The Influenza Viruses

The Influenza Viruses

by Robert M. Krug (Editor)

Paperback(Softcover reprint of the original 1st ed. 1989)

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Influenza virus is an important human pathogen, frequently causing widespread disease and a significant loss of life. Much has been learned about the structure of the virus, its genetic variation, its mode of gene expression and replication, and its interaction with the host immu­ nologic system. This knowledge has the potential of leading to ap­ proaches for the control of influenza virus. In addition, research on influ­ enza virus has led to important advances in eukaryotic molecular and cellular biology and in immunology. A major focus of this book is the molecular biology of influenza virus. The first chapter, which serves as an introduction, describes the structure of each of the genomic RNA segments and their encoded pro­ teins. The second chapter discusses the molecular mechanisms involved in the expression and replication of the viral genome. In addition to other subjects, this chapter deals with one of the most distinctive features of influenza virus, namely the unique mechanism whereby viral messenger RNA synthesis is initiated by primers deaved from newly synthesized host-cell RNAs in the nudeus. Among the most significant accomplish­ ments in influenza virus research has been the delineation of the three­ dimensional structure of the two surface glycoproteins of the virus, the hemagglutinin and neuraminidase. This has provided a structural basis for mapping both the antigenic sites and the regions involved in the major biological functions of these two molecules.

Product Details

ISBN-13: 9781461280941
Publisher: Springer US
Publication date: 10/08/2011
Series: The Viruses
Edition description: Softcover reprint of the original 1st ed. 1989
Pages: 450
Product dimensions: 6.69(w) x 9.61(h) x 0.04(d)

Table of Contents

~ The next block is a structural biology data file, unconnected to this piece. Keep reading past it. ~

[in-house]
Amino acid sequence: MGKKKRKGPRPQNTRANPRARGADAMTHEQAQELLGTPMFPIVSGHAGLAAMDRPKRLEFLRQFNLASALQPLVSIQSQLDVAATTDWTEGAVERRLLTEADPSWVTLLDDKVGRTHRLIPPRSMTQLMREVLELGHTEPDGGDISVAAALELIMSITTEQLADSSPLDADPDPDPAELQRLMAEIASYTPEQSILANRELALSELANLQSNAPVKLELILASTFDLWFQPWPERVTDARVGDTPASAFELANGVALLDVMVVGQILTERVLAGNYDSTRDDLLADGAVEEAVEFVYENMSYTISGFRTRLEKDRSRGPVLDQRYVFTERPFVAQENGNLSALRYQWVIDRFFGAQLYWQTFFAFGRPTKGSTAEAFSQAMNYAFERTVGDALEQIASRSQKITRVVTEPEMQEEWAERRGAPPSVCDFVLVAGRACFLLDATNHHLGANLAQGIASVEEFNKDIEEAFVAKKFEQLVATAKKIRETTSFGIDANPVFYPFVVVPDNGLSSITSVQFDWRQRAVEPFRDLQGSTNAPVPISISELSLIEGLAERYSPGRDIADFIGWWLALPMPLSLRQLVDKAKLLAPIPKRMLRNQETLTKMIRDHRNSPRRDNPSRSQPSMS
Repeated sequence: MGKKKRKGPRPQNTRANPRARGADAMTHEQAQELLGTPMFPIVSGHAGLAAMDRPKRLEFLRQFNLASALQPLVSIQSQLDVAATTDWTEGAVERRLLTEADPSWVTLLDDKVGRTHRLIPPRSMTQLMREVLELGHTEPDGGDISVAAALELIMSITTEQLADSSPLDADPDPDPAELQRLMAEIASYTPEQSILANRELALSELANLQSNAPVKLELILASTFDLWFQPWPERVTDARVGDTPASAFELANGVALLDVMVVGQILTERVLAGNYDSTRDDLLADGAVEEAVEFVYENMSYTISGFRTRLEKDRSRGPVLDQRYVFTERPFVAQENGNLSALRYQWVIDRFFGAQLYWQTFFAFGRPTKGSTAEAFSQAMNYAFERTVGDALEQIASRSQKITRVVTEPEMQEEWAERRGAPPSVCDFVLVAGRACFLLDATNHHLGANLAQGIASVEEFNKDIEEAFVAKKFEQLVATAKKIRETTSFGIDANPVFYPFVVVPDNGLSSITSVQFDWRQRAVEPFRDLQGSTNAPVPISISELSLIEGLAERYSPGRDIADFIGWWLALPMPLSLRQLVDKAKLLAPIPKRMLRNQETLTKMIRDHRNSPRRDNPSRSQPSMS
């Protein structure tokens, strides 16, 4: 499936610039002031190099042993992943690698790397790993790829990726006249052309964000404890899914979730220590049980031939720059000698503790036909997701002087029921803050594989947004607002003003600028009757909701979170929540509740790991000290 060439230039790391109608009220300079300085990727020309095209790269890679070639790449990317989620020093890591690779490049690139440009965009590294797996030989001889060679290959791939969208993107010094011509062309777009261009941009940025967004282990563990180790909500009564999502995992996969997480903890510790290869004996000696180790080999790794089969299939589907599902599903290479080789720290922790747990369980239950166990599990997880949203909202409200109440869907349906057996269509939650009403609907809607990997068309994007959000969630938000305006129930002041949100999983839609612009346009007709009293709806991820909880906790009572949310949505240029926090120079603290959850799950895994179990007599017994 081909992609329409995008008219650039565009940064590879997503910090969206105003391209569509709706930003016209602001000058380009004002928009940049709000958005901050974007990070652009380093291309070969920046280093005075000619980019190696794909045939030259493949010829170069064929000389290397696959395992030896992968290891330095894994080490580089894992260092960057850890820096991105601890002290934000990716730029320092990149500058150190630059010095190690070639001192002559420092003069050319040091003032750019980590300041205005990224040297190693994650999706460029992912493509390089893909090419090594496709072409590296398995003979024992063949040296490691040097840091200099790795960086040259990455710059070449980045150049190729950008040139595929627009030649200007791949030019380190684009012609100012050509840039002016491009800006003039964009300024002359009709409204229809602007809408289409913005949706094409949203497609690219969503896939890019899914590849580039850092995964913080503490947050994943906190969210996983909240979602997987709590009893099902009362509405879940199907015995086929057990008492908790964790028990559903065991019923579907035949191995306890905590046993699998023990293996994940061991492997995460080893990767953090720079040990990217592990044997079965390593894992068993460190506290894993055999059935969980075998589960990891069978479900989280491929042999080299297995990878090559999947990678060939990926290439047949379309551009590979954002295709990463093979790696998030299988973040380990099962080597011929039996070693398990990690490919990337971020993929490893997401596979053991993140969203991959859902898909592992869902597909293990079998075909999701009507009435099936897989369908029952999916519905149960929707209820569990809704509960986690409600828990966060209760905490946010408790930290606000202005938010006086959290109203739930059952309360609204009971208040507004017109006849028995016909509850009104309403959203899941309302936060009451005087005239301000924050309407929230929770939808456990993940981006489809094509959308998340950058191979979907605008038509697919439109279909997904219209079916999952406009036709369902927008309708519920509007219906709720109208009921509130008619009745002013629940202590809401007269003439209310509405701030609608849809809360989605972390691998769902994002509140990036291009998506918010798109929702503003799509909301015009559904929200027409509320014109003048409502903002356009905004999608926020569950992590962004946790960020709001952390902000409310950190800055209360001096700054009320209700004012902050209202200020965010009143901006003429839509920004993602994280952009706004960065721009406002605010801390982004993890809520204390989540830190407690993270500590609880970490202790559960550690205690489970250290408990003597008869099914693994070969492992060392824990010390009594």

1 Genes and Proteins of the Influenza Viruses.- I. Introduction.- A. Structure of the Genome.- II. RNA Segments 1, 2, and 3: The Three Polymerase-Associated Proteins Form a Complex to Transcribe RNA.- A. Three P Proteins.- B. PB1, PB2, and PA Gene Sequences.- C. Functions of the PB1, PB2, and PA Proteins.- D. P Proteins Form a Complex That Migrates to the Cell Nucleus.- E. Influenza B Virus P Proteins and RNA Segments.- F. Influenza C Viruses.- III. RNA Segment 4: Synthesis, Structure, and Function of the Hemagglutinin.- A. General Introduction to the Hemagglutinin.- B. RNA Segment 4 Gene Structure.- C. Three-Dimensional Structure of the Hemagglutinin.- D. Synthesis of HA, Co-translational and Post-translational Modifications, Oligomerization, and the Exocytotic Pathway.- E. Cleavage Activation.- F. Viral Entry and Membrane Fusion.- G. Influenza B Virus Hemagglutinin.- H. Influenza C Virus Glycoprotein.- IV. RNA Segment 5: The Nucleocapsid Protein Forms the Structural Monomer Unit of the Ribonucleoprotein Particles.- A. Structure of RNPs and Involvement in RNA Synthesis.- B. Properties of the Nucleocapsid Protein.- C. Nuclear Transport and Karyophilic Sequences.- D. RNA-Protein Interactions.- E. NP Is a Major Target for Cytotoxic T Lymphocytes.- F. Influenza B Virus NP Gene and Protein.- G. Influenza C Virus NP Gene and Protein.- V. RNA Segment 6: The Neuraminidase.- A. Neuraminidase Function.- B. Structure of Neuraminidase.- C. General Deductions from the Gene Sequence of Influenza A Virus NA.- D. Influenza A Virus Strain Similarities and Differences.- E. N-Terminal Signal Anchor.- F. Three-Dimensional Structure of NA.- G. Influenza B Virus Neuraminidase.- H. Influenza B Virus RNA Segment 6.- I. NB Glycoprotein of Influenza B Virus.- J. Effect of Mutations and Deletions in the Bicistronic mRNA for NB and NA.- K. Influenza C Virus.- VI. RNA Segment 7 of Influenza A Virus: Structure and Synthesis of the Membrane Protein (M1) and an Integral Membrane Protein (M2) from Unspliced and Spliced mRNAs.- A. RNA Segment 7 and Its mRNAs.- B. Membrane Protein (M1).- C. Influenza Virus M2 Protein Structure and Subcellular Localization.- D. Expression of M2 in Eukaryotic Cells from Cloned cDNA.- E. Characterization of a Monoclonal Antibody to the M2 Extracellular Domain.- F. Initial Interaction of M2 with Membranes.- G. Is M2 a Structural Component of Virions?.- H. Function of M2 in Infected Cells.- I. Effect of Amantadine Hydrochloride on M2.- J. Evolution of the Nucleotide Sequence of RNA Segment 7 and the Amino Acid Sequences of M1 and M2.- K. RNA Segment 7 of Influenza B Virus.- L. Membrane Protein of Influenza C Virus.- VII. Influenza A Virus RNA Segment 8: Unspliced and Spliced mRNAs Encode Nonstructural Proteins NS1 and NS2.- A. RNA Segment 8 and Its mRNAs.- B. NS1 Protein.- C. NS2 Protein.- D. RNA Segment 8 of Influenza B Virus: Unspliced and Spliced mRNAs Code for NS1 and NS2.- E. Influenza C Virus RNA Segment 7: Unspliced and Spliced mRNAs Code for NS1 and NS2.- References.- 2 Expression and Replication of the Influenza Virus Genome.- I. Introduction.- II. Viral mRNA Synthesis.- III. Template RNA Synthesis.- IV. Virion RNA Synthesis.- V. Regulation of Viral Gene Expression in Infected Cells.- VI. Interferon-Induced Mx Protein, a Specific Inhibitor of Influenza Virus Replication.- VII. Regulated Splicing of the Viral NS1 and M1 mRNAs.- VIII. Mechanisms for the Selective and Efficient Translation of Influenza Virus mRNAs.- References.- 3 Structure, Function, and Antigenicity of the Hemagglutinin of Influenza Virus.- I. Introduction.- II. Structure of Hemagglutinin.- III. Antigenic Variation.- A. Antigenic Shift.- B. Antigenic Drift.- C. The Importance of Receptor Specificity in Antigenic Change.- IV. Receptor Binding.- A. Structure of the Receptor-Binding Site.- B. The Binding Site of a Receptor-Binding Mutant.- V. Fusion Properties of Hemagglutinin.- A. Acid-Induced Conformational Change of Hemagglutinin.- VI. Conclusions.- References.- 4 Neuraminidase: Enzyme and Antigen.- I. Introduction.- A. Biological Properties.- B. Physical Characteristics.- C. Gene Structure.- II. Protein Structure.- A. Chemical Aspects.- B. Three-Dimensional Structure of Head.- III. Antigenic Structure.- A. Amino Acid Sequence Variation within Subtypes.- B. Antigenic Analysis with Antibodies.- C. Structure of Immune Complexes.- IV. Summary.- References.- 5 Membrane Insertion and Intracellular Transport of Influenza Virus Glycoproteins.- I. Introduction.- II. Entry of Influenza Glycoproteins into the Exocytic Pathway.- A. Co-translational Events.- B. Post-translational Processing in the Endoplasmic Reticulum.- C. Mutants of Hemagglutinin That Are Defective in Transport from the ER.- III. Protein Transport between the Endoplasmic Reticulum and the Golgi Apparatus.- IV. Transport and Processing within the Golgi Apparatus.- A. Organization of the Golgi Apparatus.- B. Movement of Influenza Virus Glycoproteins through the Golgi Apparatus.- C. Processing of Influenza Virus Oligosaccharides.- D. Role of Glucosylation of Influenza Virus Glycoproteins..- V. The Trans-Reticular Network.- A. Sorting of the Hemagglutinin and the Neuraminidase to the Apical Domain of Polarized Epithelial Cells.- B. Evidence for Proteolytic Processing of Certain Hemagglutinins by Cellular Proteases during Transport to the Cell Surface.- C. Hemagglutinins Defective in Transport from the Golgi Apparatus to the Cell Surface.- VI. Transport to the Cell Surface and Insertion into the Plasma Membrane.- VII. Summary and Perspectives.- References.- 6 Structure of Defective-Interfering RNAs of Influenza Viruses and Their Role in Interference.- I. Introduction.- II. Nature of the DI Particle Genome.- A. Generation and Amplification of Influenza Virus DI Particles.- B. Analysis of DI RNA by PAGE.- C. Primary Structure of DI RNA.- III. Generation of Influenza Virus Subgenomic/DI RNA.- IV. Evolution of DI RNAs.- V. Replication, Transcription, and Translation of DI RNAs.- A. Transcription of DI RNAs.- B. Translation of DI Virus-Specific mRNA.- VI. Mechanism of Interference.- A. Effect of DI Virus Particles on the Transcription and Replication of Standard RNAs.- B. Effect of DI Particles on the Translation of Standard Polypeptides.- C. Possible Role of DI Virus-Specific Polypeptides in Interference.- D. Partial Reversal of DI Virus-Mediated Interference with Increasing Concentration of Standard Virus Particles.- E. Role of DI RNA in Virus Assembly.- F. Summary.- VII. Possible Role of Influenza DI Particles in Modulating Viral Pathogenesis.- VIII. Possible Role of DI Particles in Virus Evolution.- IX. Summary and Conclusion.- References.- 7 Variation in Influenza Virus Genes: Epidemiological, Pathogenic, and Evolutionary Consequences.- I. Introduction.- II. Influenza Viruses in Humans.- III. Homology of Influenza A, B, and C Viruses.- A. HA/HE Genes.- B. NP Genes.- C. M Genes.- D. NS Genes.- E. Conclusion.- IV. Variation in Influenza A Viruses.- A. Reassortants.- B. Animal Viruses Become Virulent for Humans.- C. Re-emergence of Previously Circulating Strains.- D. Genetic Drift.- E. Evolution of Influenza A Viruses.- V. Variation in Influenza C Viruses.- A. HE Genes.- B. NS Genes.- C. Evolution of Influenza C Viruses.- VI. Variation in Influenza B Viruses.- A. HA Genes.- B. NS Genes.- C. Comparison of Evolutionary Pattern of Influenza A, B, and C Viruses.- VII. Genetic Basis of Pathogenicity.- A. Pathogenicity Is Multigenic.- B. HA Genes.- C. NA Genes.- D. M Genes.- VIII. Comparison of Variation among Different RNA Viruses.- A. Tissue-Culture Studies.- B. Variation in Nature of Human RNA Viruses.- References.- 8 Specificity and Function of T Lymphocytes Induced by Influenza A Viruses.- I. Introduction.- A. Why Study T-Lymphocyte Responses to Influenza Virus?.- B. Background Information.- II. General Properties of Antiviral T-Lymphocyte Responses.- A. Assessing Recognition of Viral Antigens by T Lymphocytes.- B. Induction of Influenza Virus-Specific T Lymphocytes.- III. Specificity and Function of Anti-influenza Virus TH.- A. Specificity of TH.- B. Antigen Processing as a Requirement for TH Recognition of Influenza Virus Components.- C. Role of TH in Antiviral Immunity.- IV. Specificity and Function of Anti-influenza Virus TC.- A. Specificity of TC.- B. Role of TC in Antiviral Immunity.- V. Conclusions.- References.